Like other generic hybrids written by New Testament scholars (e.g., Gerd Theissen’s The Shadow of the Galilean, Bruce Longenecker’s The Lost Letters of Pergamum, and my A Hitchhiker’s Guide to Jesus), The Apostles after Acts will likely have insufficient sparkle for the literati classes and insufficient historical restraint for skeptical Biblical historians. I, however, shall rate Schmidt’s attempt to be both responsible and original—that is, “to render the challenges of technical scholarship into a creative format”—as stunningly successful.
Schmidt is the first to admit, however, that his imaginative reconstruction sometimes “gives too much credit to legendary material.” A case in point might be his decision to include a story about John reportedly gathering sick, aging widows into the great theater of Ephesus. Drawn largely from a second-century, apocryphal text, The Acts of John, the episode has John heal the women before a large crowd of onlookers, more than a thousand of whom convert on the spot.
It is impossible to know, of course, whether something like this actually happened. Schmidt rightly rejects the epistemological skepticism and anti-supernaturalism of David Hume (on which see Craig Keener, Miracles: The Credibility of the New Testament Accounts), so he is not inclined to dismiss ancient reports of miraculous healing prima facie. But neither is he about to accept uncritically every tale of the miraculous, especially when the source is neither contemporary with the event nor otherwise free from fictional embellishments. Of perhaps greater relevance is the fact that Schmidt has imaginatively donned the prophetic mantle of Luke for whom miracles, whether performed by Jesus or the apostles, are predictable and essential signs of the Spirit’s arrival in the Last Days.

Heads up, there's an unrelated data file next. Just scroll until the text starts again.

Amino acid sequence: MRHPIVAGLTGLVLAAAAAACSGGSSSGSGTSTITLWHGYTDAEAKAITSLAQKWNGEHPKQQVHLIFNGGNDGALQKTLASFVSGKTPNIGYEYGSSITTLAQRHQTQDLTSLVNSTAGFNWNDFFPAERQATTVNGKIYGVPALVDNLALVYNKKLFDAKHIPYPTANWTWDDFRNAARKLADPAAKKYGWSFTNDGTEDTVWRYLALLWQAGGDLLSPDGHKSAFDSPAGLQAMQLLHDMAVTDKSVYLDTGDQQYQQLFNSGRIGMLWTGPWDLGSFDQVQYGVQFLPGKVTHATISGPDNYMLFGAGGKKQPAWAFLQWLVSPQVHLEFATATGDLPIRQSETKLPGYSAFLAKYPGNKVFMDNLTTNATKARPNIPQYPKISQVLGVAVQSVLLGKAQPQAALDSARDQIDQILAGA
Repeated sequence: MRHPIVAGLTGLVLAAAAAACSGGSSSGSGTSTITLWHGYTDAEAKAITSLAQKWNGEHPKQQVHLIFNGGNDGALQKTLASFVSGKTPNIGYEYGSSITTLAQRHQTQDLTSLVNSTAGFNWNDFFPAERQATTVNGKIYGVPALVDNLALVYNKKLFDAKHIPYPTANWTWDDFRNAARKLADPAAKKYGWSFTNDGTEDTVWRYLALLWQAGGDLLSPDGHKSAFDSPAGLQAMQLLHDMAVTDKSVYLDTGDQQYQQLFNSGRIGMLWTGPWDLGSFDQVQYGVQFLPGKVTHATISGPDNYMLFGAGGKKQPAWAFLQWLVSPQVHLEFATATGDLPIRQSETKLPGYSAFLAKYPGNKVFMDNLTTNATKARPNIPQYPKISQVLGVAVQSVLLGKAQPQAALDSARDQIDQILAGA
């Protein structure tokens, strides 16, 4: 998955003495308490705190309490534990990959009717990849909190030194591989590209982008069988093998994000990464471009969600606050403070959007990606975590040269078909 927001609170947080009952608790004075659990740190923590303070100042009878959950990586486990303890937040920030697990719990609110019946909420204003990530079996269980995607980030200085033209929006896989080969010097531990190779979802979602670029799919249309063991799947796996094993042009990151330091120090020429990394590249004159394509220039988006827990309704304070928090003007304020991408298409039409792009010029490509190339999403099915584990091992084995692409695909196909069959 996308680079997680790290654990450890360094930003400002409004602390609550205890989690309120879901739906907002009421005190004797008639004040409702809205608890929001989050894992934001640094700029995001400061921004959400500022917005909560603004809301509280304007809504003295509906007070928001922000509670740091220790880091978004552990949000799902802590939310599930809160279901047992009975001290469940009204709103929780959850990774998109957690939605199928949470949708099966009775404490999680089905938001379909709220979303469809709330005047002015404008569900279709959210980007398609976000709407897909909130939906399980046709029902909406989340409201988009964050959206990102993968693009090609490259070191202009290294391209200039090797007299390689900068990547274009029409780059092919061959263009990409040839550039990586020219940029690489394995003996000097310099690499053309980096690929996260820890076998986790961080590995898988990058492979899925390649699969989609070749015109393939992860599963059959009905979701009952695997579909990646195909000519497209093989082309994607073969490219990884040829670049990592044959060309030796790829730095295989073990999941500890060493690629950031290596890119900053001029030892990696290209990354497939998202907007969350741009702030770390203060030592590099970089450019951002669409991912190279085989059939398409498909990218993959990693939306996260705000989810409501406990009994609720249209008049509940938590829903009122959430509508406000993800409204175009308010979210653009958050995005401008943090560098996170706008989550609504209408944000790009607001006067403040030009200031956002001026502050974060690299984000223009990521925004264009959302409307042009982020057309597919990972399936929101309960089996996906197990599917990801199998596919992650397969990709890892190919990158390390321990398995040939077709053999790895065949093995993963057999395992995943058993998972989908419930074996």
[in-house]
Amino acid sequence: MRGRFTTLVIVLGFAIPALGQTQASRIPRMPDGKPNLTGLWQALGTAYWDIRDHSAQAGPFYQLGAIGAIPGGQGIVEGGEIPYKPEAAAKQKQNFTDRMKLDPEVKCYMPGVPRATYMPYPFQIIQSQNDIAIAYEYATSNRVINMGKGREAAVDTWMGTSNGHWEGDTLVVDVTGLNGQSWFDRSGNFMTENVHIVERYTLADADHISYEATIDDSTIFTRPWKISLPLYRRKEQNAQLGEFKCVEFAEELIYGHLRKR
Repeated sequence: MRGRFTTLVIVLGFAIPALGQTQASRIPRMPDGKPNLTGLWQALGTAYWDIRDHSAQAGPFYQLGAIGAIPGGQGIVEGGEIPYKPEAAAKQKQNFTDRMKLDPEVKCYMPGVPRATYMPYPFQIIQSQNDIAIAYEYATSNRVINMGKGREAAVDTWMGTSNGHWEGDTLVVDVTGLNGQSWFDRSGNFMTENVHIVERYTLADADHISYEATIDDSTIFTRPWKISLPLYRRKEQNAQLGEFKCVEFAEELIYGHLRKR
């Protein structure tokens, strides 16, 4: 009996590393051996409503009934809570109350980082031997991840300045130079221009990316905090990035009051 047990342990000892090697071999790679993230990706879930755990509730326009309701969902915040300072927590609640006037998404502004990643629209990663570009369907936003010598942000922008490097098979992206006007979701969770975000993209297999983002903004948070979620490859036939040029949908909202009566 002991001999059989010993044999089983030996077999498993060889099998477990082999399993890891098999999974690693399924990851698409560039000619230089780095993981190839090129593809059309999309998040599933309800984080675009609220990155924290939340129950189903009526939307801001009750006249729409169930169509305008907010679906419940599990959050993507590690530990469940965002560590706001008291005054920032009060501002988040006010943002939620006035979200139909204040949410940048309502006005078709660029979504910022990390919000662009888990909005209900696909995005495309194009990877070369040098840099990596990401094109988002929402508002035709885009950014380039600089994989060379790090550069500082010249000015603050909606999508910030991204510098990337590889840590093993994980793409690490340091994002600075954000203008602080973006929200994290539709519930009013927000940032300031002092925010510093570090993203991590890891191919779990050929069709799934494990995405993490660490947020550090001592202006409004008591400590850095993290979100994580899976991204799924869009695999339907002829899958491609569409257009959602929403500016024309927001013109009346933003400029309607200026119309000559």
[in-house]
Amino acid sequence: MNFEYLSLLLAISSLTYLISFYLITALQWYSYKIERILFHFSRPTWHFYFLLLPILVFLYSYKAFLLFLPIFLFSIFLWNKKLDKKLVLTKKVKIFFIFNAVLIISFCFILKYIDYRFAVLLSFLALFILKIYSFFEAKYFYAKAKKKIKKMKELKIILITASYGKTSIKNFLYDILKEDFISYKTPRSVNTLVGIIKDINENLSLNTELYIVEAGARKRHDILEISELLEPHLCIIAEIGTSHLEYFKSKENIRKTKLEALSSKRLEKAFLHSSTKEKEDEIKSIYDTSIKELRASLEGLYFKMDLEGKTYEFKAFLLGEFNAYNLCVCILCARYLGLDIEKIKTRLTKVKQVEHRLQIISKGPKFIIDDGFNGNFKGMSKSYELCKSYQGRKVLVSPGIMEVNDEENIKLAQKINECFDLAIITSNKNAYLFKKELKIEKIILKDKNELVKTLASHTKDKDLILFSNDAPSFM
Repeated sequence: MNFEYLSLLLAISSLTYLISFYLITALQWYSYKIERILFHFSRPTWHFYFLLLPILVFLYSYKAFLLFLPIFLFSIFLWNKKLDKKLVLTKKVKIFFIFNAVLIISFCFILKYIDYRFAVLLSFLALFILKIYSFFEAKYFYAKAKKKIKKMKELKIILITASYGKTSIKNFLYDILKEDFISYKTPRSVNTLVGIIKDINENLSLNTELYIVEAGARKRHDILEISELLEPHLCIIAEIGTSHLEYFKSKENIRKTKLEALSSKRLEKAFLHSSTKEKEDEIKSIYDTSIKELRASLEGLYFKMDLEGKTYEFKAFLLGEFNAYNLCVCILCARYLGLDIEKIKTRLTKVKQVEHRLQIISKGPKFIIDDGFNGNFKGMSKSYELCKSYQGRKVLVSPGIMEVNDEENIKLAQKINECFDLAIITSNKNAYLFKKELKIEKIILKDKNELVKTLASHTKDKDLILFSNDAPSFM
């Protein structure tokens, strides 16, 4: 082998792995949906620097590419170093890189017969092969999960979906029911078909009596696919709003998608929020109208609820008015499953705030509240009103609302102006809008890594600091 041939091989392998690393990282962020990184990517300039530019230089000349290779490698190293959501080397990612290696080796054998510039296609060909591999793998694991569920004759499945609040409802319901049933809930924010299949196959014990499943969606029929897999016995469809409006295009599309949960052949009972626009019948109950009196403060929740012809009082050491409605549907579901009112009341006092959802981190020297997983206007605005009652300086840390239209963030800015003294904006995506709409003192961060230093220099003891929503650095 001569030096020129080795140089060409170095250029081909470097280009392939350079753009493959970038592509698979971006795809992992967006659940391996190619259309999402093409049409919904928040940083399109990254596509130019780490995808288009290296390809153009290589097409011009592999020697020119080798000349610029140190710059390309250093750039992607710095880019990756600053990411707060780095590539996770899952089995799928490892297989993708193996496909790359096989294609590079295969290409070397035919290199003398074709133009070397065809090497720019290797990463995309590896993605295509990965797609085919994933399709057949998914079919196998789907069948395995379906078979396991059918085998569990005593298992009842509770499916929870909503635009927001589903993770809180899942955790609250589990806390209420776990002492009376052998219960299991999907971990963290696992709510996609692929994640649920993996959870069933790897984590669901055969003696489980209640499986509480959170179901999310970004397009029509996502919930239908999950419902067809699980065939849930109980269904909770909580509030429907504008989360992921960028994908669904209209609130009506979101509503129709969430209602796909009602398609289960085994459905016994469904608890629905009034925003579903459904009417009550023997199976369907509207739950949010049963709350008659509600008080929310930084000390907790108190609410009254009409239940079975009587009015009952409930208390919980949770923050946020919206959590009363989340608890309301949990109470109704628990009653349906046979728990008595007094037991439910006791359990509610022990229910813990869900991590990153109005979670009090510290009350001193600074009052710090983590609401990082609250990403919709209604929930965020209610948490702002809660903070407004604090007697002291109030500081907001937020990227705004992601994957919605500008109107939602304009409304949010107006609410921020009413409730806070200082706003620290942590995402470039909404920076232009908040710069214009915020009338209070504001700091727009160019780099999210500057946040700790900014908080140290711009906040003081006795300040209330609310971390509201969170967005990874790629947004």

But if apostolic miracle stories abound, Schmidt keeps us off balance by relating a non-miracle as well. One day, as the story goes, elders bring John the body of a girl who has just drowned in a river. In spite of, or perhaps because of, fervent prayer, John must tell the girl’s parents: “Beloved, this child will not return to you.” The ensuing dialogue consists of wise and poignant reflections on the inscrutable purposes of God and appropriate responses to human suffering.
I was puzzled by Schmidt’s regular use of the phrase “the Jews” to describe the earliest opponents to Christianity. We read that there were “informants among the Jews,” that Jude’s family “suffered from the Jews,” that “some of the Jews still plotted secretly against the church,” that Christians were “falsely accused of blasphemy by the Jews,” and so on. It is true, of course, that Jesus, Stephen, Paul and company provoked fierce opposition from devout Jews. It is also the case that Luke himself deploys “the Jews” in similarly antagonistic contexts. But given the trajectory from uncomfortably harsh New Testament polemics to post-New Testament anti-Judaism to, eventually, virulent anti-Semitism, we never make lexical choices in a historical vacuum.
As for relationships among fellow believers, I suspect there were more sparks and fewer hugs than Schmidt’s congenial tale suggests. His story of how there came to be four Gospels, for example, is for me too polite to be plausible: